Local Solutions to Infrastructure Deficit
Dr. Elizabeth Eterigho, the President of the Association of Professional Women Engineers of Nigeria (APWEN), has emphasized the need for governments at all levels to focus on local solutions to the infrastructure deficit in Africa, creating jobs for communities and promoting sustainability. Speaking at the 5th Zambia Women in Engineering Conference, Eterigho underscored the crucial role of engineering in daily life, from buildings and technology to the measurement of a country’s development by its infrastructure.
In her presentation on “Job Creation through Homegrown Engineering Solutions: The Perspective of Women in Engineering,” Eterigho highlighted the underrepresentation of women in the male-dominated engineering profession, with women facing various barriers to entry and advancement. She urged for diversity and inclusion in engineering, stressing the importance of women’s participation in creating innovative and effective solutions.
Eterigho further explained that homegrown engineering solutions could provide unique opportunities for women to participate in the workforce and drive economic growth. She defined homegrown solutions as locally developed engineering solutions that use available resources and expertise to address specific problems, promoting simplicity, adaptability, affordability, and sustainability. These solutions could range from renewable energy to infrastructure development and agricultural technology, including low-cost drip irrigation systems, small-scale wind turbines, and solar-powered cookers.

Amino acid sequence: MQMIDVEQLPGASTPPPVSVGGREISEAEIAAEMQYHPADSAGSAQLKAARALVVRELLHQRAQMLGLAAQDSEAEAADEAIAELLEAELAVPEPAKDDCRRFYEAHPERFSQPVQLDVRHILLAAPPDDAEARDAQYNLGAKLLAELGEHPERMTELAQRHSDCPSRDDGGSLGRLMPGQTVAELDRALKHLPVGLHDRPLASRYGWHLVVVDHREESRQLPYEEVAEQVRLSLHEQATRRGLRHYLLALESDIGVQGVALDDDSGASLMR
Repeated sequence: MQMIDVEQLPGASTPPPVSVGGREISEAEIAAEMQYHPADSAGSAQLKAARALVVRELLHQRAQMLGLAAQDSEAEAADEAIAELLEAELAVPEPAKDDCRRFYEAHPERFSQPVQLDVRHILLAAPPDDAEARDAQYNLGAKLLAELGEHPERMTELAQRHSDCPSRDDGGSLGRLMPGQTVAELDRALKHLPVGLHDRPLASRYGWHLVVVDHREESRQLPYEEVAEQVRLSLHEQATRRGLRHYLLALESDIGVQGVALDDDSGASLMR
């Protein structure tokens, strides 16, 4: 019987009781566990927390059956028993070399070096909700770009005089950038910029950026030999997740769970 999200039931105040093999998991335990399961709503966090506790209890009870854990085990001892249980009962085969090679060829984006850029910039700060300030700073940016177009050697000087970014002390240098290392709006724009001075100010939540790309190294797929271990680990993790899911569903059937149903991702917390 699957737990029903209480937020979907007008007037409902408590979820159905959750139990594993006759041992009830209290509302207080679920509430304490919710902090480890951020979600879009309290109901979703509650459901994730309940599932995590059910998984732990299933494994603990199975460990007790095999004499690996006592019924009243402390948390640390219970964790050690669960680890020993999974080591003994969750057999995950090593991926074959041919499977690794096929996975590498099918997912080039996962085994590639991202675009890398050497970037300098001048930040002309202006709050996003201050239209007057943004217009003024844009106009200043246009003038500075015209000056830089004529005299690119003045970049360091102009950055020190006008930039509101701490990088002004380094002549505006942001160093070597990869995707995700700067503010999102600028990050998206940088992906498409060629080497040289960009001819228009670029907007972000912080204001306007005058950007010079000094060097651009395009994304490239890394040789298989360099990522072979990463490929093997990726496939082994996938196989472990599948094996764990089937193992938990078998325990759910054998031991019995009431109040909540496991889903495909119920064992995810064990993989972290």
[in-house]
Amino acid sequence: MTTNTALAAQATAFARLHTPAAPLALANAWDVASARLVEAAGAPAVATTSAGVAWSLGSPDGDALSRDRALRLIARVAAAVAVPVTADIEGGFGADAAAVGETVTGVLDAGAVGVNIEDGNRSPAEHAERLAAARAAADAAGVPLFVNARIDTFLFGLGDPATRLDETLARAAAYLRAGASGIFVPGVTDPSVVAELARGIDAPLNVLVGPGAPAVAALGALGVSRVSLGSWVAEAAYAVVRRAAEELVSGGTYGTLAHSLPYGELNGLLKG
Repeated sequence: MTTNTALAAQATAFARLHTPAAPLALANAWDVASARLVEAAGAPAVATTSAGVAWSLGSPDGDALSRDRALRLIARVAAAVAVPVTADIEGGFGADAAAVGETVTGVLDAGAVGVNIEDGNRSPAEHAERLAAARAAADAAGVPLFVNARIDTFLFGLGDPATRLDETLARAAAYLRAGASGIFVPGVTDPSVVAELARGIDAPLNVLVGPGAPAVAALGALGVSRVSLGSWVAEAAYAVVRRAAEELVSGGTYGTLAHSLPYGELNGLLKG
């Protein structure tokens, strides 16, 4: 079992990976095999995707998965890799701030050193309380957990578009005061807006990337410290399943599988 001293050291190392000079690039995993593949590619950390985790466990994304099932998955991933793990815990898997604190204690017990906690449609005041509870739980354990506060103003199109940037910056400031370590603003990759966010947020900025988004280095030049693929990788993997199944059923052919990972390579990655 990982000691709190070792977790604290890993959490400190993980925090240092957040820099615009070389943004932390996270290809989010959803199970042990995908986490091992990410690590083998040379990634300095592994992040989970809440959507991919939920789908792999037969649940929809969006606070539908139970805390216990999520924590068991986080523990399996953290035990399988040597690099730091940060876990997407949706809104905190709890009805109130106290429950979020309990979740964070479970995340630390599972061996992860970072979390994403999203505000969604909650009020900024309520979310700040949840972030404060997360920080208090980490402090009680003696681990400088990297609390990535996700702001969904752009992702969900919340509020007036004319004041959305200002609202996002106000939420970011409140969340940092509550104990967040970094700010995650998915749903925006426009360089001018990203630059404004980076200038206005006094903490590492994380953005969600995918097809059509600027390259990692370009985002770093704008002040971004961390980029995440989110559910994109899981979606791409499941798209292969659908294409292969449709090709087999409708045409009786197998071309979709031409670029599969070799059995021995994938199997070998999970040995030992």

According to Eterigho, local engineers can develop low-cost, high-efficiency water filtration systems tailored to specific community needs, instead of relying on expensive foreign technologies that do not always meet their needs. She stated that homegrown engineering solutions are key to sustainable development and improving the quality of life of people in local communities, stimulating economic growth, and creating a sustainable source of jobs that can support communities for years to come.
However, she lamented that despite progress, women still face challenges in the engineering field that prevent them from fully contributing to the industry. She called for addressing the barriers and biases that prevent women from entering and thriving in the field, such as lack of access to education, mentorship, and opportunities for advancement. By investing in their own engineers and innovators, especially women engineers, Eterigho stressed that Africa can create jobs, drive economic growth, and tackle some of the world’s most pressing challenges.
In conclusion, Eterigho’s call for local solutions to Africa’s infrastructure deficit and promoting women’s participation in engineering presents a unique opportunity to create sustainable jobs, drive economic growth, and improve the quality of life in local communities.